Tucked inside restaurant and programmed by frequent TONY contributor Aaron Hillis, this Brooklyn microcinema features gourmet concessions (we recommend the Duck Confit Fender Dog, $8) and a fully loaded bar where you can enjoy preshow drinks before heading to your reclaimed car seats to watch the night's feature film. Even if the screenings tend toward grade-Z indies, after a few strong cocktails, who cares? 147 Front St between Jay and Pearl Sts, Dumbo, Brooklyn (reruntheater.com). Thu 4: Automatons. 7pm; $10.
's Classic Thursdays
When Thursday night rolls around, head on over to Clearview Chelsea for your weekly dose of camp: Their Classics series specializes in baldly emotive melodramas like the tawdry Bette Davis--Susan Hayward vehicle Where Love Has Gone, though the programmers will throw in an overproduced musical here (Auntie Mame) or a screamworthy horror film there (Gremlins). Upping the kitsch factor: There's always a ribald preshow hosted by drag queen extraordinaire Hedda Lettuce. 260 W 23rd St between Seventh and Eighth Aves (212-505-2463, clearviewcinemas.com/classics). 7:30pm, 9:30pm; $7.50.
Midnight movies at
Going to a midnight movie is a decades-old Manhattan tradition, one that reaches back to El Topo, Pink Flamingos and Eraserhead. You can't call yourself fully acclimated to the city until you've waited with your fellow geeks in the lobby of Landmark's Sunshine for a witching-hour screening. (Recently, they've shown Purple Rain and Poltergeist, both excellent choices.) Make the experience unbeatable by wandering a few blocks east to Katz's for a postscreening late-night dog and debriefing. 143 E Houston St between First and Second Aves (212-330-8182). Midnight screenings $9.99.
Diversity is the name of the game at this downtown satellite of the 92nd Street Y, with eclectic, eccentric film programming—like the recent "Gatherings at Country Houses" series (surely the only time Jean Renoir's Rules of the Game has shared the screen with Harmony Korine's Mister Lonely) and screenings for cult cheese like Xanadu. Comedian Elliott Kalan covers the classics beat with his "Closely Watched Films." 200 Hudson St at Canal St (212-601-1000, 92ytribeca.org). $10--$15.
The FIAF just wrapped up its "Hollywood Loves French Cinema" series—in which you could view Godard's Breathless alongside the Richard Gere--starring remake—and are going actorcentric for November and December, with tributes to performers Jacques Dutronc and Lou Castel. Head to midtown and lose yourself in France's storied cine-history at this arts-and-culture organization, which also hosts a range of events and language classes for budding Francophiles. 55 E 59th St between Madison and Park Aves (212-355-6160, fiaf.org). $10, students $7, members free.
This cultural venue's film programming balances a diverse mixture of rarity-filled retros with a selection of the best in modern Japanese cinema. Take a walk in the galleries before or after a Saturday afternoon movie—the shows here are similarly wide-ranging, featuring everything from calligraphy paintings by Zen Master Hakuin (through January 9) to a art to an exhibition about infantilism ("Bye Bye Kitty!!! Between Heaven and Hell in Contemporary Japanese Art" which opens in March). 333 E 47th St between First and Second Aves (212-832-1155, japansociety.org/film). $7--$12.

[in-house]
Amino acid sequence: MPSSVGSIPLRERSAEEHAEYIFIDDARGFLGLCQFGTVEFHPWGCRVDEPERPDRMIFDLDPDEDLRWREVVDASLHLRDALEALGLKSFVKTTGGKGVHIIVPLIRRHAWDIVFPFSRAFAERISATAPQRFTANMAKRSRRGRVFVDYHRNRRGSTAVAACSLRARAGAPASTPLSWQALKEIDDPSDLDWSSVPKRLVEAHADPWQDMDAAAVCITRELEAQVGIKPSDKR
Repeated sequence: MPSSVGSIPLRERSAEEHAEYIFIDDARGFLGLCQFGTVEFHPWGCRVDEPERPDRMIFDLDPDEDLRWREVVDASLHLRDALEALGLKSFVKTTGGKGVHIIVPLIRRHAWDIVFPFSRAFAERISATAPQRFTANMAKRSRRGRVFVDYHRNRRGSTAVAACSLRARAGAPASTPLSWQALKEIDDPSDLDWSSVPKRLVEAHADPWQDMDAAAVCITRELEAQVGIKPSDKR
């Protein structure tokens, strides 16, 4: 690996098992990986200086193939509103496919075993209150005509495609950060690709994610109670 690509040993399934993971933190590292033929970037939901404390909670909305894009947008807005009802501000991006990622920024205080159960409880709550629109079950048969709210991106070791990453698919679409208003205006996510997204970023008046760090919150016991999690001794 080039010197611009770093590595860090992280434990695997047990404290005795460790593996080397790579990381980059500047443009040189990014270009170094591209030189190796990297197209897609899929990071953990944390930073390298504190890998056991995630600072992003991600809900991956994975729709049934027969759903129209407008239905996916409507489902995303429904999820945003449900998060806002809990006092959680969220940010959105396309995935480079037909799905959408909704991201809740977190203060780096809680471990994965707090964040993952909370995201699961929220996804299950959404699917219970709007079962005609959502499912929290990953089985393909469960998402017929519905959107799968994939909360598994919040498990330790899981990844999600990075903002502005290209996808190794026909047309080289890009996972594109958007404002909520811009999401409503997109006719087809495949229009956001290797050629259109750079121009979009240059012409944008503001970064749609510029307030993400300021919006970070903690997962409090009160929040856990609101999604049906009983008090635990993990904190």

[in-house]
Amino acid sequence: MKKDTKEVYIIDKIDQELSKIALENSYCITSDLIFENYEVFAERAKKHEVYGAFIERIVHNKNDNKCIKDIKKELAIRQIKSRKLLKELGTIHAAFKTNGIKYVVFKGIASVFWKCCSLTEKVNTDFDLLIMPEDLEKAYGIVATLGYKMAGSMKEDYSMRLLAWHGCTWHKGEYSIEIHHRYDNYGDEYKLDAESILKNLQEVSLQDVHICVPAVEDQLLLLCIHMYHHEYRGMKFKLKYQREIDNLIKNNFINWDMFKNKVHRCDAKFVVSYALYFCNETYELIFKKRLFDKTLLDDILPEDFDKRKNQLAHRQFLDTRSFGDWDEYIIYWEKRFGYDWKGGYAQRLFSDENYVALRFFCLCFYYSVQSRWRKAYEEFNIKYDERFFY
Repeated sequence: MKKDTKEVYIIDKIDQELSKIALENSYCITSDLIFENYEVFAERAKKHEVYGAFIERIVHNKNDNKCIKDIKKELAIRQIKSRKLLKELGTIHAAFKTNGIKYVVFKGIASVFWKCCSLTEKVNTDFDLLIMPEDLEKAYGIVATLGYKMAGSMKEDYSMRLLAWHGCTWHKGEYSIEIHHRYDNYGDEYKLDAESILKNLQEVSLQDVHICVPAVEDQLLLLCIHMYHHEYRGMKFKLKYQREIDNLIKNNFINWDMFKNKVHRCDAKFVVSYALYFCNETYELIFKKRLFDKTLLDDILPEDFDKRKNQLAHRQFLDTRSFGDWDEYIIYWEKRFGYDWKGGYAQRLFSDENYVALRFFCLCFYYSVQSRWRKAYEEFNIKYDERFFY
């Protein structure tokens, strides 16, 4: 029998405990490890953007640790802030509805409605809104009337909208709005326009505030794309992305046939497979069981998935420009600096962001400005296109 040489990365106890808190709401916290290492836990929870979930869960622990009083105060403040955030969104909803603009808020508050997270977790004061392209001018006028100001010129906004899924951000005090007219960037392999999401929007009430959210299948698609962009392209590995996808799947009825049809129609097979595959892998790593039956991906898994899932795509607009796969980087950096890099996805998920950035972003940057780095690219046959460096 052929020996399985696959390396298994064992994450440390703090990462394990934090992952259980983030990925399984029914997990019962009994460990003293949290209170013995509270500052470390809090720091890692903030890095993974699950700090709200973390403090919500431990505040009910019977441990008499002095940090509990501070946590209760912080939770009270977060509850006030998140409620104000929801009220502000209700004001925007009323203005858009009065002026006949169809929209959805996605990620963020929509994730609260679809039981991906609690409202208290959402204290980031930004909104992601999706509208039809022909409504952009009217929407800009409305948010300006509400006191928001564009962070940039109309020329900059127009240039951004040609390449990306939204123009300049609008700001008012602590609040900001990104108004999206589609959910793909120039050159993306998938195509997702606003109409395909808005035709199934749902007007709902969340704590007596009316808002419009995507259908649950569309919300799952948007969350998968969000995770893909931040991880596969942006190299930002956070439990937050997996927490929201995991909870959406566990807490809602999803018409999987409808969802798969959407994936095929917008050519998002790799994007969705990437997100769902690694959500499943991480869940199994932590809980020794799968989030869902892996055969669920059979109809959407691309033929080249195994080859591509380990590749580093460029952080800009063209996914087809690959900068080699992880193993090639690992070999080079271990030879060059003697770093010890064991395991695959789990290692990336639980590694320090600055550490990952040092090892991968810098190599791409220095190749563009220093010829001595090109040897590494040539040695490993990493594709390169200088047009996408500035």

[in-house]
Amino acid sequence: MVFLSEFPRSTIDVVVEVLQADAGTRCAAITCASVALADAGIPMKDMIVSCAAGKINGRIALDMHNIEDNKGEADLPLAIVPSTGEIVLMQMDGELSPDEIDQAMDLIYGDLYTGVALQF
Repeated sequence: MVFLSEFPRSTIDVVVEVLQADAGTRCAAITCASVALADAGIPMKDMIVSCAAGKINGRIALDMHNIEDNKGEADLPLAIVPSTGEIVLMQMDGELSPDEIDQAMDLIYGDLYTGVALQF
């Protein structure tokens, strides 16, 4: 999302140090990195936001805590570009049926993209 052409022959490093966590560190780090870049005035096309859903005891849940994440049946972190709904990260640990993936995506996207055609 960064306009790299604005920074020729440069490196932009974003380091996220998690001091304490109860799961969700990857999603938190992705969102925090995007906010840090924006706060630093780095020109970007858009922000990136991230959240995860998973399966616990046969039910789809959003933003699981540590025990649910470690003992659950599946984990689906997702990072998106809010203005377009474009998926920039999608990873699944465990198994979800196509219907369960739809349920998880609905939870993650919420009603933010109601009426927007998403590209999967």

MoMA's Titus theaters
Take a break from the typical sticky-floored moviegoing experience and slip into MoMA's elegantly designed Titus theaters for a one-of-a-kind NYC date with cinema. As you might expect, the museum's taste leans toward the arty—but recent screenings have included Jackass 3D and the original 1933 King Kong, so don't be afraid to investigate. Film tickets are free with your museum admission; make a day of it. , 11 W 53rd St between Fifth and Sixth Aves (212-708-9400, moma.org). Film tickets free with museum admission; screenings-only admission $8--$10, children 16 and under and members free.
Jerry Ohlinger's Movie Material Store
If that Clockwork Orange poster you've had since college just isn't cutting it for you anymore, visit Jerry Ohlinger's Movie Material Store and come with a list of your favorites—from any genre or era. In their cavernous back room, they're bound to have a poster or original still for you. The shop offers smaller "lobby cards," too—perfect for your veal-pen-size apartment. 253 W 35th St between Seventh and Eighth Aves (212-989-0869). Mon--Sat 11am--7pm.
Sure, you could waltz over to this legendary downtown venue to check out whatever first-run documentary or recently revived classic they happen to be showing. But it's the theater's thematic retrospectives—specifically, the double features—that get NYC movie fanatics salivating. Recent series, like their 'round-the-world tribute to heist flicks, offered some primo two-for-one deals; tributes to Scorsese's Raging Bull (through Nov 11) and Fritz Lang's career in Hollywood (Jan 28) promise future lost afternoons. 209 W Houston St between Sixth Ave and Varick St (212-727-8110, filmforum.org). $12; seniors (Mon--Fri before 5pm), members and children under 12 $6.
's annual run of It's A Wonderful Life
Frank Capra's perennial Christmas staple may be the darkest mistletoe-cinema classic, but really, what says holiday cheer more than joining a bunch of felllow New Yorkers to watch Jimmy Stewart wish he'd never been born? 323 Sixth Ave at W 3rd St (212-924-7771, ifccenter.com). Dec 17--26; $8--$13.